10/11/08

Fact or Fiction #8: Apples and Razor Blades

Remember the razor blade in the apple scare? Was it real, or simply a case of mass hysteria? The media certainly fostered the scare - read some of these clips from major news sources:

"... that plump red apple that Junior gets from a kindly old woman down the block may have a razor blade inside"(New York Times, 1970)
... and the NY Times was at it again that year with: "Those Halloween goodies that children collect this weekend on their rounds of trick or treating may bring them more horror than happiness."
"If this year's Halloween follows form, a few children will return home with something more than an upset tummy..." (Newsweek, 1975)

Even "Dear Abby" got in on the action by reminding parents of the danger that, "...somebody's child will become violently ill or die after eating poisoned candy or an apple containing a razor blade."
In a response to a perceived outbreak of cases in 1968, the New Jersey state legislature passed a law mandating prison terms for those caught putting harmful items in Halloween candy. But was it all just another example of the media overstating statistics? Turns out there were isolated cases of booby trapped Halloween treats. Most turned out to be either hoaxes or within the family (i.e. a parent harming their own child).

It's not hard to see why this particular urban legend took hold. It combines some of the most common themes in urban legends including (1) danger to children, (2) contamination of food, (3) mistrust of others and (4) fear of crime. Plus, it capitalizes on some pretty nasty fears: biting into a caramel apple and having a razor blade mince your tongue to shreds has got to be one of the most painful and horrific thoughts imaginable.

For a good example of how parents can over protect their kids on Halloween, look no further than this 1977 Halloween safety video. I know I've been getting pretty heavy handed with the YouTube clips of late, but this one cracked me up. In an effort to keep her "safe" the poor girl goes from a decent witch costume to looking like a KKK member wrapped in reflective tape.




Part 2 can be found here.

8 comments:

  1. I remember being told all the horror stories by my parents and others. They would tell us about which candy to eat and not. They would tell us never to take certain items from people. We could never be be sure what they might have put in it.

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  2. Keith- In a sense, this wasn't an urban legend because it actually happened. There were a few cases of apples with razor blades (and even a poisoned pixie stick).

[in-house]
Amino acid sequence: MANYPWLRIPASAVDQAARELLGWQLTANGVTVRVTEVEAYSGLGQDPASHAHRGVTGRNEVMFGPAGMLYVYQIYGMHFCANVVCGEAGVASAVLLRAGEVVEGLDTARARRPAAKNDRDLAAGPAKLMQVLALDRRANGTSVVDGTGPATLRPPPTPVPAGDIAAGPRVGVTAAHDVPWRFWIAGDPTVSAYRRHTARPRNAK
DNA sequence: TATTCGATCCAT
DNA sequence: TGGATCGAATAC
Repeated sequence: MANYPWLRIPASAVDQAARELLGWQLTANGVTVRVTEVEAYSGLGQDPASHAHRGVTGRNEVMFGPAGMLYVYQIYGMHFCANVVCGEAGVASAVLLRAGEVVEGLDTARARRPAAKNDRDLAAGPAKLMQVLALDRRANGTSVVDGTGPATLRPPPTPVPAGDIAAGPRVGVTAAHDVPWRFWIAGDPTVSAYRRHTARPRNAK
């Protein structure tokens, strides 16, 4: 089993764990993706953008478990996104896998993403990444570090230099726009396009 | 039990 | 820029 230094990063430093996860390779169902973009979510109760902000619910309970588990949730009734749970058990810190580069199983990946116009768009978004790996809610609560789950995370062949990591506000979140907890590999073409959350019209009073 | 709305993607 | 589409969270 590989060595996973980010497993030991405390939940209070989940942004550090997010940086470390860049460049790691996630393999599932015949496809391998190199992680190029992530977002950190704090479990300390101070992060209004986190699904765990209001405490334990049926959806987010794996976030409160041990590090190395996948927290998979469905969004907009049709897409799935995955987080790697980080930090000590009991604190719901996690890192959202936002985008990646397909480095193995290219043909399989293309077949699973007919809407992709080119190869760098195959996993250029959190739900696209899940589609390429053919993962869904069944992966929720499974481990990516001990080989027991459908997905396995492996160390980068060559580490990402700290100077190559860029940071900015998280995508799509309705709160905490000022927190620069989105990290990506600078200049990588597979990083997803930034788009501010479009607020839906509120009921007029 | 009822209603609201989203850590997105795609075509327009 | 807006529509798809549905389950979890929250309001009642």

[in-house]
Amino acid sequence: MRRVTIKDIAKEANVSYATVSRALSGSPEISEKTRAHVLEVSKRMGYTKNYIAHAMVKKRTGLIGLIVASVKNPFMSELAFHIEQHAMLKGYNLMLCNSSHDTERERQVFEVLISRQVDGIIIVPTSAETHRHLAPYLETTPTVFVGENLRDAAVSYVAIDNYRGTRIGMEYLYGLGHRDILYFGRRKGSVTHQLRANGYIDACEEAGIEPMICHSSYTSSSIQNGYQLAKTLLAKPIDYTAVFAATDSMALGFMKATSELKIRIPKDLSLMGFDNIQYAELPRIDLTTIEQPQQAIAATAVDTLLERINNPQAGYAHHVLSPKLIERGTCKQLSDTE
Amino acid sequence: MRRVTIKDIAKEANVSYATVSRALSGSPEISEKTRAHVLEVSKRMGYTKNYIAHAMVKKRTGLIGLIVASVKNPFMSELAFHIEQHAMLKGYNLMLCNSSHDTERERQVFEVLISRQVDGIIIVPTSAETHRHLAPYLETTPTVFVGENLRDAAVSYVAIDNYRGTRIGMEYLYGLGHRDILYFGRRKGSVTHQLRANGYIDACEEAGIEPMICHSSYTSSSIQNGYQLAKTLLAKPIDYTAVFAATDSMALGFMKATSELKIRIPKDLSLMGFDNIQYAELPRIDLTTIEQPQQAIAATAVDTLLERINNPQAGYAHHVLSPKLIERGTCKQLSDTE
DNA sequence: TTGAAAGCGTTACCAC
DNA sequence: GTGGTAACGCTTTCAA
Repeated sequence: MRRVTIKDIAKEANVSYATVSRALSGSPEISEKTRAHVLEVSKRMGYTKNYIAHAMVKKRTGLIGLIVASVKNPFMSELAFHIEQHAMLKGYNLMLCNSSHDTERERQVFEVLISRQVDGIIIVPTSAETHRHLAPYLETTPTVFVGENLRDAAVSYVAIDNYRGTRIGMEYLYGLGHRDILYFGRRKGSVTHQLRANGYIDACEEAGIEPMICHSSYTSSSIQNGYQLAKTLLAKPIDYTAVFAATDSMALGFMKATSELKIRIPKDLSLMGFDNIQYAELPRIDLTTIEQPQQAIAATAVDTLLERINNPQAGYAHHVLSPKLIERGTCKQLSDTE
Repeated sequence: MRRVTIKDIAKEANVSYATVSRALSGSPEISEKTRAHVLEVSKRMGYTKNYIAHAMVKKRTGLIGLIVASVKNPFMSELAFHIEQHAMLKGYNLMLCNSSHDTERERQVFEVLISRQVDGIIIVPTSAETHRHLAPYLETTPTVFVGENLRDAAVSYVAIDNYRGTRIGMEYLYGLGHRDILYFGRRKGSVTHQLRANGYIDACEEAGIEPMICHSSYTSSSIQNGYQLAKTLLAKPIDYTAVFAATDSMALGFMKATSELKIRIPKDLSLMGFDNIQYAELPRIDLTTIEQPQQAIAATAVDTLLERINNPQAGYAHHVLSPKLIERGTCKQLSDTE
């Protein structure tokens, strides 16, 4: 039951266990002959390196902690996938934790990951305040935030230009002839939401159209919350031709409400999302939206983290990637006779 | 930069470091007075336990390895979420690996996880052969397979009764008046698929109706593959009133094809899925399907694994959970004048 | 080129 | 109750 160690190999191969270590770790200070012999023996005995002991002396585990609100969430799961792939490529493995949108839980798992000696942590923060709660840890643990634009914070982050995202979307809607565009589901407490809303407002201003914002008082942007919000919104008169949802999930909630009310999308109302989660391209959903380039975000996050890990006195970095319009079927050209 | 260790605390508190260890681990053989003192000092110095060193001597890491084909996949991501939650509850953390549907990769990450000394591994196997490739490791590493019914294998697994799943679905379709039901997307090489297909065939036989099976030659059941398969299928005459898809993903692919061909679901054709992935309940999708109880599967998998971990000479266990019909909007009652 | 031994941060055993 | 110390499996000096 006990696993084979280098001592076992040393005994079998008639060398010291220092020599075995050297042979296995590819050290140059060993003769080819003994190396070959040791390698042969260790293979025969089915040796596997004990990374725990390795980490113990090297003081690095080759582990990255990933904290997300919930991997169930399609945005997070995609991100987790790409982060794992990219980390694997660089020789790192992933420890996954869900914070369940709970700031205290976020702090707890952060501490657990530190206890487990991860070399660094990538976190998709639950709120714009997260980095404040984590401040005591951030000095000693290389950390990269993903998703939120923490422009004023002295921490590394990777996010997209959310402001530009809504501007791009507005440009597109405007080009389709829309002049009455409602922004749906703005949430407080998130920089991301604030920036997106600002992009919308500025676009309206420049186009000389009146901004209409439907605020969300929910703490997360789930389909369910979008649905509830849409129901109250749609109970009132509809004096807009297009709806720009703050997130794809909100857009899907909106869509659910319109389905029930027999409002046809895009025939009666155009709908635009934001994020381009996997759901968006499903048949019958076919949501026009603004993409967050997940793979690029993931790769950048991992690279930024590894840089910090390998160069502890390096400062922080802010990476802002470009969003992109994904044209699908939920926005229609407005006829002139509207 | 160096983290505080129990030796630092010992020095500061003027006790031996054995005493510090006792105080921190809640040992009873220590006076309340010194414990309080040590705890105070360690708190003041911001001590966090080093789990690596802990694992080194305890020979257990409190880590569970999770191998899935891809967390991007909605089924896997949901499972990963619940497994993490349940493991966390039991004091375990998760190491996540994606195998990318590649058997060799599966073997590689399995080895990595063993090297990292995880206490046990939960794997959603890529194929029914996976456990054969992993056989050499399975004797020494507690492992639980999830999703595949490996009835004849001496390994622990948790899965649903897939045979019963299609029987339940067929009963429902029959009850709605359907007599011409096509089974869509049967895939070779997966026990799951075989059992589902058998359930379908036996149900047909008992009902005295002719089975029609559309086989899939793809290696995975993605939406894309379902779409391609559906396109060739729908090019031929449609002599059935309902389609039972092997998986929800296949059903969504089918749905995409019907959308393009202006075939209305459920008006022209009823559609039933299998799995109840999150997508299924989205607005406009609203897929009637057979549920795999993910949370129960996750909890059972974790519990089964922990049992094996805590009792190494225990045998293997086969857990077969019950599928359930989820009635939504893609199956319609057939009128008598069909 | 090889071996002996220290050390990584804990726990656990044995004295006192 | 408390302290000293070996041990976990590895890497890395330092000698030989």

To be accurate it's really a case of the media overstating statistics.

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  3. I was a kid in San Antonio Texas during the early 70's I think when the poisoned pixies stick occurred and I recall the Halloween hysteria the following year. As I remember the case happened in Texas, maybe Houston, and the killer was the boy's father and it was all about insurance money.

    I am sure you know about Chick Publications. When my bandwidth issues are settled I was going to upload an entire track about Halloween from their site. If you have not read it please do at:

    http://www.chick.com/default.asp

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  4. Willy- Funny you should mention the Chick tracts - I was actually planning to post on them myself. I'll refrain - I'm sure you'll do a better and more thorough job of it.

    Anyway, I almost find it hard to laugh at those tracts. They're so ignorant and offensive. The thought that people actually buy into them is a scary thought.

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  5. Sheesh, Gil, you're right! She went from a cute lite witch to the little Grand Wizard in NJ history!

    Cars might now see her in the street at night now, but it does mean she isn't gonna get hit!

    Yikes!

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  6. I agree. That video is ridiculous, and horrible.

    Who the heck sends kids out BY THEMSELVES to Trick or Treat? That's sheer lunacy.

    We always have a gigantic posse of kids, babies, moms, dads, grandparents ---- you name it. We all go together.

    If we don't have enough people in our group, we find another group and just join in with them.

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  7. Great website, by the way. I'm looking forward to many happy hours strolling down memory lane.

    One thing, though: Unfortunately, it's not completely G-Rated. I won't be able to show it to the kids and grandkids. :-(

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  8. Um, well, now I see that it's not G-rated at all. Perhaps you could take down my comments. Sorry.

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